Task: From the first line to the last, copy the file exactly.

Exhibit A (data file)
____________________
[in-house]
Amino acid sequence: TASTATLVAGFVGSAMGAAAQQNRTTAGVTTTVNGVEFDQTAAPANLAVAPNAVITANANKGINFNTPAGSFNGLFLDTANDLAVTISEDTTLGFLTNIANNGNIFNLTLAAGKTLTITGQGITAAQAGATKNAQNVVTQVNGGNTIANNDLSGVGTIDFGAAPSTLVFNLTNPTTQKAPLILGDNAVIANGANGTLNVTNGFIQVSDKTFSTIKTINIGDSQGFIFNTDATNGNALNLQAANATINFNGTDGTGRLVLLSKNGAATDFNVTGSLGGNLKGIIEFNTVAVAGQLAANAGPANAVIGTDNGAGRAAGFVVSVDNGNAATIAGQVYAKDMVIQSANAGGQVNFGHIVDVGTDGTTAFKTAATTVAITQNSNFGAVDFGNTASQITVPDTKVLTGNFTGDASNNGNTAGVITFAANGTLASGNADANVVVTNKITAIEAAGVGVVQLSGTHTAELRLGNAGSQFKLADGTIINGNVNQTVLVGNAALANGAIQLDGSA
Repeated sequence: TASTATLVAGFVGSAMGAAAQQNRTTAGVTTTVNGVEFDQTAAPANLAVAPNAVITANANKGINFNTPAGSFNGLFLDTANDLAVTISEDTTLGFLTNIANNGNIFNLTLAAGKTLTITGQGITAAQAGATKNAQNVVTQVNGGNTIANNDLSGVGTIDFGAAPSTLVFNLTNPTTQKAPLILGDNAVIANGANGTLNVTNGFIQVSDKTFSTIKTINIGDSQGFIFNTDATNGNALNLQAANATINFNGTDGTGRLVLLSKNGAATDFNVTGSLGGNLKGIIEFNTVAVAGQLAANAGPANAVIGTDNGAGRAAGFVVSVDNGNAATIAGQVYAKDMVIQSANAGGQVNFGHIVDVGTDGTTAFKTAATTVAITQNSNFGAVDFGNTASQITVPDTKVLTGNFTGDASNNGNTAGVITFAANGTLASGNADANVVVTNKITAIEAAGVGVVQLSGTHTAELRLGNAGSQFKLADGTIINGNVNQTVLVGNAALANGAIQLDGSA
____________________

[in-house]
Amino acid sequence: TASTATLVAGFVGSAMGAAAQQNRTTAGVTTTVNGVEFDQTAAPANLAVAPNAVITANANKGINFNTPAGSFNGLFLDTANDLAVTISEDTTLGFLTNIANNGNIFNLTLAAGKTLTITGQGITAAQAGATKNAQNVVTQVNGGNTIANNDLSGVGTIDFGAAPSTLVFNLTNPTTQKAPLILGDNAVIANGANGTLNVTNGFIQVSDKTFSTIKTINIGDSQGFIFNTDATNGNALNLQAANATINFNGTDGTGRLVLLSKNGAATDFNVTGSLGGNLKGIIEFNTVAVAGQLAANAGPANAVIGTDNGAGRAAGFVVSVDNGNAATIAGQVYAKDMVIQSANAGGQVNFGHIVDVGTDGTTAFKTAATTVAITQNSNFGAVDFGNTASQITVPDTKVLTGNFTGDASNNGNTAGVITFAANGTLASGNADANVVVTNKITAIEAAGVGVVQLSGTHTAELRLGNAGSQFKLADGTIINGNVNQTVLVGNAALANGAIQLDGSA
Repeated sequence: TASTATLVAGFVGSAMGAAAQQNRTTAGVTTTVNGVEFDQTAAPANLAVAPNAVITANANKGINFNTPAGSFNGLFLDTANDLAVTISEDTTLGFLTNIANNGNIFNLTLAAGKTLTITGQGITAAQAGATKNAQNVVTQVNGGNTIANNDLSGVGTIDFGAAPSTLVFNLTNPTTQKAPLILGDNAVIANGANGTLNVTNGFIQVSDKTFSTIKTINIGDSQGFIFNTDATNGNALNLQAANATINFNGTDGTGRLVLLSKNGAATDFNVTGSLGGNLKGIIEFNTVAVAGQLAANAGPANAVIGTDNGAGRAAGFVVSVDNGNAATIAGQVYAKDMVIQSANAGGQVNFGHIVDVGTDGTTAFKTAATTVAITQNSNFGAVDFGNTASQITVPDTKVLTGNFTGDASNNGNTAGVITFAANGTLASGNADANVVVTNKITAIEAAGVGVVQLSGTHTAELRLGNAGSQFKLADGTIINGNVNQTVLVGNAALANGAIQLDGSA